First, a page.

Background: Unconscious bias within the U.S. health care system has been linked with disparities in the treatment of patients by age, gender, and race (1). While many factors contribute to these disparities, implicit bias may play a significant role. Stigmatizing language often reflects the implicit bias that healthcare providers possess toward patients (2). Recent research suggests that stigmatizing language is prevalent within medical records, more often used in reference to minority patients, and associated with perpetuating bias to other providers (3-5). However, we have limited information on the patterns of stigmatizing language in medical records to aid in the development of future interventions. The objective of this study was to characterize variation in the usage of stigmatizing terms across age, gender, and race.

Methods: We analyzed data from all clinical notes written at an academic medical center between January 1, 2015 and December 31, 2020. Our analysis included a variety of clinical notes such as history & physical examinations and discharge summaries. These notes were written by physicians, residents, advanced practice providers, registered nurses, and pharmacists in inpatient, outpatient, and emergency room settings. We used a simple regular expressions approach to identify twelve terms: compliance, poor historian, drug abuse, addict, lovely, cooperative, good historian, pleasant, defensive, manipulative, refused, and agitated. We selected these words from a list of stigmatizing words and phrases developed by the Center for Disease Control (CDC) and American Psychological Association (APA). We included simple present and past tense in our NLP search. We performed our analyses using the Python programming language and the Spark engine tool. We applied second-order rules to exclude unrelated terms (e.g., ‘lung compliance’).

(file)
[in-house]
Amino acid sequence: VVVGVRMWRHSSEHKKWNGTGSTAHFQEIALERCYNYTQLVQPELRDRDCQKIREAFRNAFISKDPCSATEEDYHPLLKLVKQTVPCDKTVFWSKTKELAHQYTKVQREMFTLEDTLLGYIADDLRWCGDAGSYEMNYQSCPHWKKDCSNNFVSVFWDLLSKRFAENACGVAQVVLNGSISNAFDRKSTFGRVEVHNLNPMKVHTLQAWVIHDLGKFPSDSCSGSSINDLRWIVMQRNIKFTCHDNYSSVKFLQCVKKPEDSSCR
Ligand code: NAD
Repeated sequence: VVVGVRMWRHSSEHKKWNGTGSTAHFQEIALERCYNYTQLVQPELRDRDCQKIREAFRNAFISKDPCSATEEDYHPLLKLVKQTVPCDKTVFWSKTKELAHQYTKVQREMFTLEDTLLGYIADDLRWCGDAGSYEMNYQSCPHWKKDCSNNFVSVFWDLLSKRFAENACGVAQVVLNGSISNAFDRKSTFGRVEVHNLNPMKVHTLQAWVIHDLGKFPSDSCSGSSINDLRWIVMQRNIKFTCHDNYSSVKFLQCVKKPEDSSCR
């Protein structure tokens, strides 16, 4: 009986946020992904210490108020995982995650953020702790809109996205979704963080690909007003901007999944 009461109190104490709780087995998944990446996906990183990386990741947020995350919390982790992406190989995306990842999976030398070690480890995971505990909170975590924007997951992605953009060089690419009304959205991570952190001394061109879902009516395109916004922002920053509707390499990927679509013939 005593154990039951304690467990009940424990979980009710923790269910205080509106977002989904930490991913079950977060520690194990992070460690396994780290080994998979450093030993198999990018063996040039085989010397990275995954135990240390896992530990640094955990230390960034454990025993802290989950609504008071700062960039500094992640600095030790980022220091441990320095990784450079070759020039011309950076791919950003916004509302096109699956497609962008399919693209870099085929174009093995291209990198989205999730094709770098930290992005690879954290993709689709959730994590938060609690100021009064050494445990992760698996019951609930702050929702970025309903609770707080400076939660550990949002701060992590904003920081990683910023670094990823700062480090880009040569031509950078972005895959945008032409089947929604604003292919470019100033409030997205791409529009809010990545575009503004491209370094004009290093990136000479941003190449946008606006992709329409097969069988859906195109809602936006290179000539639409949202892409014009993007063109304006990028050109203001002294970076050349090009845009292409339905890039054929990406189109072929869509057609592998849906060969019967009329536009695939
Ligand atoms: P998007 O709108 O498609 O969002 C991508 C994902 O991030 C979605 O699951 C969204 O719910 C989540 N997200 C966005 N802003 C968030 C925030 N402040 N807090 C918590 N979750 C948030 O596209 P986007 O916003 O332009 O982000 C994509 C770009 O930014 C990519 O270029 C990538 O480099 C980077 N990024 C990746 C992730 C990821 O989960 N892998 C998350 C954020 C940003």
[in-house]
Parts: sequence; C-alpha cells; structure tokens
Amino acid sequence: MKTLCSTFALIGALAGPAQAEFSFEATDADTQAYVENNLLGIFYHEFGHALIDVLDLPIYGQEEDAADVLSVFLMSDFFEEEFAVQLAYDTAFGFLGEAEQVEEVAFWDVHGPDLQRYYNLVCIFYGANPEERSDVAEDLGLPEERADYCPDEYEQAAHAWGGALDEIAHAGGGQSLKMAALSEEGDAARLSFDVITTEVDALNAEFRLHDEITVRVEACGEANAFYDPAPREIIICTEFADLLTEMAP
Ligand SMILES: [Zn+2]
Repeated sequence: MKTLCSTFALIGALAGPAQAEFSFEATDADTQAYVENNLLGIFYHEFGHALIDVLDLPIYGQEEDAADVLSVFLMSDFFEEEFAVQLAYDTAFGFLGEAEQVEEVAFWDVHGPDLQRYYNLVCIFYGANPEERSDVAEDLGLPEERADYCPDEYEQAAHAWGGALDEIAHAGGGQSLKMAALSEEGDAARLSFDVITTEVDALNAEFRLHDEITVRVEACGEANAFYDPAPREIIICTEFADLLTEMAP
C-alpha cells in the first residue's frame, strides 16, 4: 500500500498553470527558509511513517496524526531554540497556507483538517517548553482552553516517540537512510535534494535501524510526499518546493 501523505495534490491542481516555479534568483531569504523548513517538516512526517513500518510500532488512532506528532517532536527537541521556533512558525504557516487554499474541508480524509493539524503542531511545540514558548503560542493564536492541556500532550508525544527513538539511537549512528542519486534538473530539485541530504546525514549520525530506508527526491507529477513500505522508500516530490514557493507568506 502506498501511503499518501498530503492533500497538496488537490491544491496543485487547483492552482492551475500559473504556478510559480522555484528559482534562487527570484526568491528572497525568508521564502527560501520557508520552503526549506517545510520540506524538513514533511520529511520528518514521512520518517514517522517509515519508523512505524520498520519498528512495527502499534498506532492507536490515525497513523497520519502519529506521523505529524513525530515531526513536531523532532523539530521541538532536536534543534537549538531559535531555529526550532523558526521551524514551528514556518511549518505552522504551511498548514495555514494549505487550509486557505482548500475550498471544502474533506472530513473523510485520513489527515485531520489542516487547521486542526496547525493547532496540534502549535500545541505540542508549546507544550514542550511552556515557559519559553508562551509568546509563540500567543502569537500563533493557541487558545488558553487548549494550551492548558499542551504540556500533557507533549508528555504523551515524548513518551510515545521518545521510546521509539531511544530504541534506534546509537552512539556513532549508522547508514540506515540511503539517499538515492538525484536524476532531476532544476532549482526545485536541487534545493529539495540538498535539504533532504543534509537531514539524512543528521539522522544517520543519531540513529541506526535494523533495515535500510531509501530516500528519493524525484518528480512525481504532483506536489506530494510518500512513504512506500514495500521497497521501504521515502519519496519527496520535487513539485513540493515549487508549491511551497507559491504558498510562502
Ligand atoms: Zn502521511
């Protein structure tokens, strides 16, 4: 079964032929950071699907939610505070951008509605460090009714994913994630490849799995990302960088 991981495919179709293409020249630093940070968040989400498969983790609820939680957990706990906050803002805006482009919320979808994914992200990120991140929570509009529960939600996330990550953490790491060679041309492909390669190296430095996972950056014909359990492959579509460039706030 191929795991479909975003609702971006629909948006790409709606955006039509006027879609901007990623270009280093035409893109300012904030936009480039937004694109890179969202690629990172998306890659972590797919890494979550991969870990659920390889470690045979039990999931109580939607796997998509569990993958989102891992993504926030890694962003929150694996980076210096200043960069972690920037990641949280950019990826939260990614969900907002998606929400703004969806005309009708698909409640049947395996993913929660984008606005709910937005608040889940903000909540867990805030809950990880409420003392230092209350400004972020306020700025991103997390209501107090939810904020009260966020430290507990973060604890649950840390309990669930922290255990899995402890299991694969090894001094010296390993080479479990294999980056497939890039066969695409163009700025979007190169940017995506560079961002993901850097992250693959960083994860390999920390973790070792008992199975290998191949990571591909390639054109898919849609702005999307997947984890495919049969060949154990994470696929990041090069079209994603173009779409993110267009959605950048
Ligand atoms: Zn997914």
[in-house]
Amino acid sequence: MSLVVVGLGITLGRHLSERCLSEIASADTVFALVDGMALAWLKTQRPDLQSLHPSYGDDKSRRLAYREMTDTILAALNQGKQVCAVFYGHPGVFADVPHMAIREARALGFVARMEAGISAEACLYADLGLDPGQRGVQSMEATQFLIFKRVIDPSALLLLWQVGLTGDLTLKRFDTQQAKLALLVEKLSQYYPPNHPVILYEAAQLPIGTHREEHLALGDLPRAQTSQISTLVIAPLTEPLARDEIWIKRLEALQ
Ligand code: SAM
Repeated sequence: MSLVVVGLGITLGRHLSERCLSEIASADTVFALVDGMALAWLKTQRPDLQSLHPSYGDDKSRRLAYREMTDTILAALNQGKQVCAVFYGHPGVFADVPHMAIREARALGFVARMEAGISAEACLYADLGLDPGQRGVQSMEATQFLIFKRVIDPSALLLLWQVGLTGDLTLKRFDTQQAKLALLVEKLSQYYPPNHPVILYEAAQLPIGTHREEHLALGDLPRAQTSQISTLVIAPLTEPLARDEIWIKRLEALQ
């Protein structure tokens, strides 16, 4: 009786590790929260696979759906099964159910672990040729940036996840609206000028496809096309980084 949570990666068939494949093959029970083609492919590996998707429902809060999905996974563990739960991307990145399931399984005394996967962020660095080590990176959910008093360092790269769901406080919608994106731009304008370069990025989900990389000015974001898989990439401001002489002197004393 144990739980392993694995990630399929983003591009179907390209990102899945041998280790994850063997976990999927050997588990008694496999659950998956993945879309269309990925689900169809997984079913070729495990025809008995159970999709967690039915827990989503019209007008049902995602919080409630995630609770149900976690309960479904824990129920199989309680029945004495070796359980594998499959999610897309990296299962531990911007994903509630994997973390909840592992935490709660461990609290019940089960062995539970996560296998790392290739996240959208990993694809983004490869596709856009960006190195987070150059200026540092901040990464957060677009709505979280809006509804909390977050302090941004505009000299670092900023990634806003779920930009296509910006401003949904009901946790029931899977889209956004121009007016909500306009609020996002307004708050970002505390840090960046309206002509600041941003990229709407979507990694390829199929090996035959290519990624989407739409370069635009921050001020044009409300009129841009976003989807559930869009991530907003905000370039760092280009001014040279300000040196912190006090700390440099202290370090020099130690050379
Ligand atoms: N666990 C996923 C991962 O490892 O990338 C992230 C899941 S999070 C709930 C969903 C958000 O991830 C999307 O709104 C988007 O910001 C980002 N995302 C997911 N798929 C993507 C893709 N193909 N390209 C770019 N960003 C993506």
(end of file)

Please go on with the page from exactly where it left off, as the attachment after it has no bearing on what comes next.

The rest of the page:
Results: The corpus included 104,456,653 notes from 1,960,689 unique patients and included 192,688,381,883 characters of text. Our analysis suggests that stigmatizing language varies across age (Figure 1) and gender (Figure 2) )with compliance and cooperative being found more often compared to other terms. However, use of these terms remained relatively consistent by race. Understanding variation in usage by patient characteristics has the potential to aid in future study and inform targeted interventions to reduce the presence of stigmatizing language.

Conclusions: Understanding variation in usage by age, gender identity, and racial identity has the potential to aid in future study of the role of these terms in perpetuating stigma and bias to patients. With the passage of the 21st Century Cures Act hospitals are required to offer patients access to their health records extending the impact of the clinicians’ words to the patient-physician relationship.

IMAGE 1: Figure 1

IMAGE 2: Figure 2